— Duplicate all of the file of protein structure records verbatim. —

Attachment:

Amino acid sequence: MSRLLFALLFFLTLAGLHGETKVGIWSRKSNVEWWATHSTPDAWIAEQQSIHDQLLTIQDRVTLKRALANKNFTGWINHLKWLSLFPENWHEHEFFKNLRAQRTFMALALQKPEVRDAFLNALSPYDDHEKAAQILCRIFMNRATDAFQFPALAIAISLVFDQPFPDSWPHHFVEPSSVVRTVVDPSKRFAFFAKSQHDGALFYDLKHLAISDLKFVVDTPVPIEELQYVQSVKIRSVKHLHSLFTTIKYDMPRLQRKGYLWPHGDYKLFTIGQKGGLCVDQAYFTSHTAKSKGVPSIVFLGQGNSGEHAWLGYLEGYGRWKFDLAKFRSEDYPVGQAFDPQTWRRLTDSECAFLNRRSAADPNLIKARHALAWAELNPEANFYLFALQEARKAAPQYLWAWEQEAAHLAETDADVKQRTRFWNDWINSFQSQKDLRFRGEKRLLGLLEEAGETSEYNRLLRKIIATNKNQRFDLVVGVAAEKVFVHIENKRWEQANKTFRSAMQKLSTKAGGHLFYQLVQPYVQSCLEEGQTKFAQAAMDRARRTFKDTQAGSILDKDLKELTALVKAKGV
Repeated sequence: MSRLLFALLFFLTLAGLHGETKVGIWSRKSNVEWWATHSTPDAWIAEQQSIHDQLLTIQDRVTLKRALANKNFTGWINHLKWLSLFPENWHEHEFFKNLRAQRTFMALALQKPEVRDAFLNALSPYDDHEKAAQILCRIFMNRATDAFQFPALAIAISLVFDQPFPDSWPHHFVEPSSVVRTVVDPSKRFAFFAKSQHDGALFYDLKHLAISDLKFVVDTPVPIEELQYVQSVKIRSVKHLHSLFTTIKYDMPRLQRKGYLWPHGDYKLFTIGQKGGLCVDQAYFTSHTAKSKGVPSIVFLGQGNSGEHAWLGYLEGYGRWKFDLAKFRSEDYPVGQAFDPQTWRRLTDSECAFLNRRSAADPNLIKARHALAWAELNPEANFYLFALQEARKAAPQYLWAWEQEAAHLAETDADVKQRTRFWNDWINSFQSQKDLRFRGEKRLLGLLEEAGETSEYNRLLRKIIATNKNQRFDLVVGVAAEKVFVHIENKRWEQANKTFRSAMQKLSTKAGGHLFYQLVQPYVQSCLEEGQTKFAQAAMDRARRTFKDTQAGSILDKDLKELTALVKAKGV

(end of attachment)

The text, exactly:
Amino acid sequence: MSRLLFALLFFLTLAGLHGETKVGIWSRKSNVEWWATHSTPDAWIAEQQSIHDQLLTIQDRVTLKRALANKNFTGWINHLKWLSLFPENWHEHEFFKNLRAQRTFMALALQKPEVRDAFLNALSPYDDHEKAAQILCRIFMNRATDAFQFPALAIAISLVFDQPFPDSWPHHFVEPSSVVRTVVDPSKRFAFFAKSQHDGALFYDLKHLAISDLKFVVDTPVPIEELQYVQSVKIRSVKHLHSLFTTIKYDMPRLQRKGYLWPHGDYKLFTIGQKGGLCVDQAYFTSHTAKSKGVPSIVFLGQGNSGEHAWLGYLEGYGRWKFDLAKFRSEDYPVGQAFDPQTWRRLTDSECAFLNRRSAADPNLIKARHALAWAELNPEANFYLFALQEARKAAPQYLWAWEQEAAHLAETDADVKQRTRFWNDWINSFQSQKDLRFRGEKRLLGLLEEAGETSEYNRLLRKIIATNKNQRFDLVVGVAAEKVFVHIENKRWEQANKTFRSAMQKLSTKAGGHLFYQLVQPYVQSCLEEGQTKFAQAAMDRARRTFKDTQAGSILDKDLKELTALVKAKGV
Repeated sequence: MSRLLFALLFFLTLAGLHGETKVGIWSRKSNVEWWATHSTPDAWIAEQQSIHDQLLTIQDRVTLKRALANKNFTGWINHLKWLSLFPENWHEHEFFKNLRAQRTFMALALQKPEVRDAFLNALSPYDDHEKAAQILCRIFMNRATDAFQFPALAIAISLVFDQPFPDSWPHHFVEPSSVVRTVVDPSKRFAFFAKSQHDGALFYDLKHLAISDLKFVVDTPVPIEELQYVQSVKIRSVKHLHSLFTTIKYDMPRLQRKGYLWPHGDYKLFTIGQKGGLCVDQAYFTSHTAKSKGVPSIVFLGQGNSGEHAWLGYLEGYGRWKFDLAKFRSEDYPVGQAFDPQTWRRLTDSECAFLNRRSAADPNLIKARHALAWAELNPEANFYLFALQEARKAAPQYLWAWEQEAAHLAETDADVKQRTRFWNDWINSFQSQKDLRFRGEKRLLGLLEEAGETSEYNRLLRKIIATNKNQRFDLVVGVAAEKVFVHIENKRWEQANKTFRSAMQKLSTKAGGHLFYQLVQPYVQSCLEEGQTKFAQAAMDRARRTFKDTQAGSILDKDLKELTALVKAKGV